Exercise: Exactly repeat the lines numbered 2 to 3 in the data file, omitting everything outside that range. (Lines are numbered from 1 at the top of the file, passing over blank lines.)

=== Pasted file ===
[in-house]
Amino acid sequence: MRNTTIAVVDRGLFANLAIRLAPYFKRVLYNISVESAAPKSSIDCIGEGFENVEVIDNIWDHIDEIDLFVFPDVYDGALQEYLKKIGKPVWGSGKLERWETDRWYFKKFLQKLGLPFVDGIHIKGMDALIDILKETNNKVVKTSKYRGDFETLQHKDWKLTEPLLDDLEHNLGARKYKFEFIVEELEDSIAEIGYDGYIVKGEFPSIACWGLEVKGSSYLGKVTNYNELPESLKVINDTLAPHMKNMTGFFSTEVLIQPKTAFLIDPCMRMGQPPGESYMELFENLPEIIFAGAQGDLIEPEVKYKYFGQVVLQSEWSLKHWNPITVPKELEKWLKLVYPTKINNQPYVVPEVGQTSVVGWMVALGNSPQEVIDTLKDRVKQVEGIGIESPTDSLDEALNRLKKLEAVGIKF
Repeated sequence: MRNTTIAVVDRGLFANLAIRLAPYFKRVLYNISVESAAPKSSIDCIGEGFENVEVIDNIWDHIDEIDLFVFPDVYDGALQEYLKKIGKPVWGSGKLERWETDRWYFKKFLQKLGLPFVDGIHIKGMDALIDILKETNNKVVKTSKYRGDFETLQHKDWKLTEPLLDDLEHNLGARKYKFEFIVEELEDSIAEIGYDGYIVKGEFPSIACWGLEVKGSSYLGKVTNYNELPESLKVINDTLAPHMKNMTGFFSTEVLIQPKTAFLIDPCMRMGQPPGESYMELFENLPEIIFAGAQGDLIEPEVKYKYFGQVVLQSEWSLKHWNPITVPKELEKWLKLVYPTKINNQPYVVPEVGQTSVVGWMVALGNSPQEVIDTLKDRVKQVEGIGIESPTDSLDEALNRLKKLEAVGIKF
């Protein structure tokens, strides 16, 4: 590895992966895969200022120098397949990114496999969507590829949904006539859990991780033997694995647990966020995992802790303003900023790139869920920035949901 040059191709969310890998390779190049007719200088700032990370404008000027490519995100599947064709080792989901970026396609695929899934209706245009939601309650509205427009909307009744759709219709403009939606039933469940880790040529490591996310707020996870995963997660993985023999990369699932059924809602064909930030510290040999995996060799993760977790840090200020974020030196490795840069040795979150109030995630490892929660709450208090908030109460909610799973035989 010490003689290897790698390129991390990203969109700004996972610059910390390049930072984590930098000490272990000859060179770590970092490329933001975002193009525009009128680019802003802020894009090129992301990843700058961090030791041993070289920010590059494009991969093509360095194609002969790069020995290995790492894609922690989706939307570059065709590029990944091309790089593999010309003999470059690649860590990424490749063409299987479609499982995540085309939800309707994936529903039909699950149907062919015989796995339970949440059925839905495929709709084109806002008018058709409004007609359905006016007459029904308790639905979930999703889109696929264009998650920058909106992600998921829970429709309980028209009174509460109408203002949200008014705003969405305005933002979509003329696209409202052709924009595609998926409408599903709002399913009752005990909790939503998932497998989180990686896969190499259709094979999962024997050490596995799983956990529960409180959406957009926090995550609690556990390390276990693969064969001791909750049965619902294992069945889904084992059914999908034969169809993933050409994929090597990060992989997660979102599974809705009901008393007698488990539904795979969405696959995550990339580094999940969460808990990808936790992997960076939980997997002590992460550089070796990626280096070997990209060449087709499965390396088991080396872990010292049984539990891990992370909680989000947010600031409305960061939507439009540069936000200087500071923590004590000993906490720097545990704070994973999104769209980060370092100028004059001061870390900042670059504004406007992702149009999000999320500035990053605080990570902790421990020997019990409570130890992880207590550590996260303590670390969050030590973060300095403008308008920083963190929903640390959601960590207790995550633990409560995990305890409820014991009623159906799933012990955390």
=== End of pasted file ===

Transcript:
Amino acid sequence: MRNTTIAVVDRGLFANLAIRLAPYFKRVLYNISVESAAPKSSIDCIGEGFENVEVIDNIWDHIDEIDLFVFPDVYDGALQEYLKKIGKPVWGSGKLERWETDRWYFKKFLQKLGLPFVDGIHIKGMDALIDILKETNNKVVKTSKYRGDFETLQHKDWKLTEPLLDDLEHNLGARKYKFEFIVEELEDSIAEIGYDGYIVKGEFPSIACWGLEVKGSSYLGKVTNYNELPESLKVINDTLAPHMKNMTGFFSTEVLIQPKTAFLIDPCMRMGQPPGESYMELFENLPEIIFAGAQGDLIEPEVKYKYFGQVVLQSEWSLKHWNPITVPKELEKWLKLVYPTKINNQPYVVPEVGQTSVVGWMVALGNSPQEVIDTLKDRVKQVEGIGIESPTDSLDEALNRLKKLEAVGIKF
Repeated sequence: MRNTTIAVVDRGLFANLAIRLAPYFKRVLYNISVESAAPKSSIDCIGEGFENVEVIDNIWDHIDEIDLFVFPDVYDGALQEYLKKIGKPVWGSGKLERWETDRWYFKKFLQKLGLPFVDGIHIKGMDALIDILKETNNKVVKTSKYRGDFETLQHKDWKLTEPLLDDLEHNLGARKYKFEFIVEELEDSIAEIGYDGYIVKGEFPSIACWGLEVKGSSYLGKVTNYNELPESLKVINDTLAPHMKNMTGFFSTEVLIQPKTAFLIDPCMRMGQPPGESYMELFENLPEIIFAGAQGDLIEPEVKYKYFGQVVLQSEWSLKHWNPITVPKELEKWLKLVYPTKINNQPYVVPEVGQTSVVGWMVALGNSPQEVIDTLKDRVKQVEGIGIESPTDSLDEALNRLKKLEAVGIKF